Echocardiographic right ventricle longitudinal contraction indices cannot predict ejection fraction in post-operative Fallot children

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To examine in a population of post-operative tetralogy of Fallot patients, the correlation between right ventricle (RV) ejection fractions (EF) computed from magnetic resonance imaging (MRI) and three echocardiographic indices of RV function: TAPSE, longitudinal strain and strain rate. Indeed, these patients present a pulmonary regurgitation which is responsible for progressive dilatation of the RV. An echocardiographic assessment of the RV function would be very useful in determining the timing of pulmonary revalvulation for Fallot patients. However, these indices are generally based on the ventricle contraction in the long axis direction which is impaired in this population and does not seem to correlate with the EF.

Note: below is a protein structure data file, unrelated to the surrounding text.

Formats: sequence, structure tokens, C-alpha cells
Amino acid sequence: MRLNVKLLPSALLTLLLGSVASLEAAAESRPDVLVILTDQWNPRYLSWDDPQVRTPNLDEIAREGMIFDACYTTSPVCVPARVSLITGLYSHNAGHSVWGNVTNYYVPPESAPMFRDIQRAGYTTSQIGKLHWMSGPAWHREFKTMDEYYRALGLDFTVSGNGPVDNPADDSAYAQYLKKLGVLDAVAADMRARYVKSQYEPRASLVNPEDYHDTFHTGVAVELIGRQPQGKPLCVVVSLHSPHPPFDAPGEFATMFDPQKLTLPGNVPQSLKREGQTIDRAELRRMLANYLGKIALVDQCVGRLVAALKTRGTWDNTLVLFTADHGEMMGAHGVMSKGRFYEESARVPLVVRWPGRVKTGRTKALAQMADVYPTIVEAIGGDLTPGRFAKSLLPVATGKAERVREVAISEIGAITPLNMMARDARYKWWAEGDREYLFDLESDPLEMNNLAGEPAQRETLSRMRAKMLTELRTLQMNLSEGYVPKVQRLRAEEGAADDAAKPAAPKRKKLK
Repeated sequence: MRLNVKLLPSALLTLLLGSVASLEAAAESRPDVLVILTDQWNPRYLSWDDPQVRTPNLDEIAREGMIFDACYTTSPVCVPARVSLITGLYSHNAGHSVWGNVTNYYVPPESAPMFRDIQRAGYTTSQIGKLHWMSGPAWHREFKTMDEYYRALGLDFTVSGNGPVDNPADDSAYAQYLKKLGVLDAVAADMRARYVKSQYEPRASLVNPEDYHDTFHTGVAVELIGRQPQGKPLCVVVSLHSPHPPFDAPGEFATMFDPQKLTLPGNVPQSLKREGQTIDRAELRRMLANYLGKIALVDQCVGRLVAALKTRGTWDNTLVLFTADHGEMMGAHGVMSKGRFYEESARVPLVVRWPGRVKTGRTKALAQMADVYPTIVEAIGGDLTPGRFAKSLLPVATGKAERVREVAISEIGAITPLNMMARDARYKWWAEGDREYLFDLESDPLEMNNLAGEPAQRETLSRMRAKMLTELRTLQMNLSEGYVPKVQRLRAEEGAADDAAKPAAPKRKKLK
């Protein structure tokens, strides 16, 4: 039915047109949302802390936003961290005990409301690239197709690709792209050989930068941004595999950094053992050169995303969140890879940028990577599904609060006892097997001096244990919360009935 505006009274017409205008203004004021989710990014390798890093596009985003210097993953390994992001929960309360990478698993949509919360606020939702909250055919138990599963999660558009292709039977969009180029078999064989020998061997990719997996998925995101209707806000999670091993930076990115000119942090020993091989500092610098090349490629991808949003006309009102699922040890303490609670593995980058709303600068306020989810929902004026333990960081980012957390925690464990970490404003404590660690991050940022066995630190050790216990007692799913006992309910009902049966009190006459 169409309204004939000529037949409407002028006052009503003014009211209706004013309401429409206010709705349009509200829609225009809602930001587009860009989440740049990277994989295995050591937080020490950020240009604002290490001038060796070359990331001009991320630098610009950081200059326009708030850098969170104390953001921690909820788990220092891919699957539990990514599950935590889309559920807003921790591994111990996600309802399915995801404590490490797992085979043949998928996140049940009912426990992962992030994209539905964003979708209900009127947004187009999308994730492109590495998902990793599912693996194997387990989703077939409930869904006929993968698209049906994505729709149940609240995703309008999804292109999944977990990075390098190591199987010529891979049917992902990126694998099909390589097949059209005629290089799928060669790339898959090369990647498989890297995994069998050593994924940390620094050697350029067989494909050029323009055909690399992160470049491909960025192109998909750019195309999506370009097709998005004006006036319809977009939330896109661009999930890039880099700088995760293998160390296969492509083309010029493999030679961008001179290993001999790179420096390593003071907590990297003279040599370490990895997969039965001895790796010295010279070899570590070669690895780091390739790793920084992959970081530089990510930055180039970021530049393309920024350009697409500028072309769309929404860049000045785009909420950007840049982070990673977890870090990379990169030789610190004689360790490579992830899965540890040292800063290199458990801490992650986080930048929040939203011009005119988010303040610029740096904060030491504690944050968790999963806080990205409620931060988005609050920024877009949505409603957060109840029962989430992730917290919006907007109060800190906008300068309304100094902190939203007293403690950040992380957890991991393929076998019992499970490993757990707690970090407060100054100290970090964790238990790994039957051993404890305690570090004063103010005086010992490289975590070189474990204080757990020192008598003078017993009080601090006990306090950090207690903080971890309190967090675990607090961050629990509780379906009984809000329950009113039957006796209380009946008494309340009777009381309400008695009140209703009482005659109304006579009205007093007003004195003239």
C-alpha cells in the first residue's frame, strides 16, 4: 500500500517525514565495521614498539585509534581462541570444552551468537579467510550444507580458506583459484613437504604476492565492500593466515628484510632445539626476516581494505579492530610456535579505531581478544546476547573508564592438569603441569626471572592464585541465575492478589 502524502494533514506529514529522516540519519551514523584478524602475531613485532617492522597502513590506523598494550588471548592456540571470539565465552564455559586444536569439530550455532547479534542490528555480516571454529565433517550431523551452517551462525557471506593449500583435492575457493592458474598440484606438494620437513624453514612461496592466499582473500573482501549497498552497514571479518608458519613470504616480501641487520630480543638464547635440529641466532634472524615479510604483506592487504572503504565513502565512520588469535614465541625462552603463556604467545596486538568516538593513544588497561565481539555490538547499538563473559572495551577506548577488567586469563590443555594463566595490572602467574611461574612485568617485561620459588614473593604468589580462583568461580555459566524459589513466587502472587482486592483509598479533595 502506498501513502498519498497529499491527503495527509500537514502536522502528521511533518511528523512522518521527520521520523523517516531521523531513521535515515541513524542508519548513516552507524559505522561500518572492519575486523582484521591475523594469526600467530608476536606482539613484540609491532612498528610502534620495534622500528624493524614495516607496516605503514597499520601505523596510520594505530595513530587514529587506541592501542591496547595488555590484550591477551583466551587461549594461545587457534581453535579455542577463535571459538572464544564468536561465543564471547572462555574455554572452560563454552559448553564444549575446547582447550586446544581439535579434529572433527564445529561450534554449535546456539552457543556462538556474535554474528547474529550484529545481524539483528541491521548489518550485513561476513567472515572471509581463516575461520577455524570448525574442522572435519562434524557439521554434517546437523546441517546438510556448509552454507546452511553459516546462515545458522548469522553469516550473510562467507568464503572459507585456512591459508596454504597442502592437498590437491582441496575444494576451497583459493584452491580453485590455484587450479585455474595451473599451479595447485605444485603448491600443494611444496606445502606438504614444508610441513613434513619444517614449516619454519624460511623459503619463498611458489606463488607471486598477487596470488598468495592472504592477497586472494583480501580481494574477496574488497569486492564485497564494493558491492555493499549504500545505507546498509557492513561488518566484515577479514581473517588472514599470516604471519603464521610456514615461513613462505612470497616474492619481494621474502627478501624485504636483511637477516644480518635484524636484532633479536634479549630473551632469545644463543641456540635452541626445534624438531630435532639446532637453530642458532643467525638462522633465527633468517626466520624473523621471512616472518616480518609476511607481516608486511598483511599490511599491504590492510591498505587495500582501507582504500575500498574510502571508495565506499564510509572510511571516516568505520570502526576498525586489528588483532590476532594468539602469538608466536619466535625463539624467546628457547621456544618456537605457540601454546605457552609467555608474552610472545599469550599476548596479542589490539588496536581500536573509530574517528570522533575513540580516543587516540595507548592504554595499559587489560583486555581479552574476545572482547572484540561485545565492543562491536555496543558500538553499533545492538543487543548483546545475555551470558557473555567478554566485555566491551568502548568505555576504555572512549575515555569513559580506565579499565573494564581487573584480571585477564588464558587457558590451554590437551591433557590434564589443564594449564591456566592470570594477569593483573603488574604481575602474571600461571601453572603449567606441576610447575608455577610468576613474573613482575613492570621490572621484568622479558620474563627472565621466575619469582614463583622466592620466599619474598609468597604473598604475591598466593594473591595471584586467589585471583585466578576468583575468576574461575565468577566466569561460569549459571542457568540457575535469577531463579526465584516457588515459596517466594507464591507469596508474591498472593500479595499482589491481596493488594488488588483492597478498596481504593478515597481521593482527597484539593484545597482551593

Methods and results

Thirty-five post-operative tetralogy of Fallot patients and 20 patients with normal RVs were included. In both groups, RVEF, assessed by MRI, was compared with the three echocardiographic indices. Longitudinal strain and strain rates were computed both on the free wall and on the whole RV. No correlation was found between the echocardiographic indices and the MRI EF in our Fallot population. The accuracy of those indices as a diagnostic test of an altered RV was low with Younden's indices varying from −0.18 to 0.5 and areas under the Receiver Operating Characterictic (ROC) curves equal to 0.54 for tricuspid annulus plane systolic excursion, 0.59–0.62 for strain and 0.57–0.63 for strain rate.


Three conventional echocardiographic indices based on RV longitudinal contraction failed to assess the EF in our population of post-operative tetralogy of Fallot patients.

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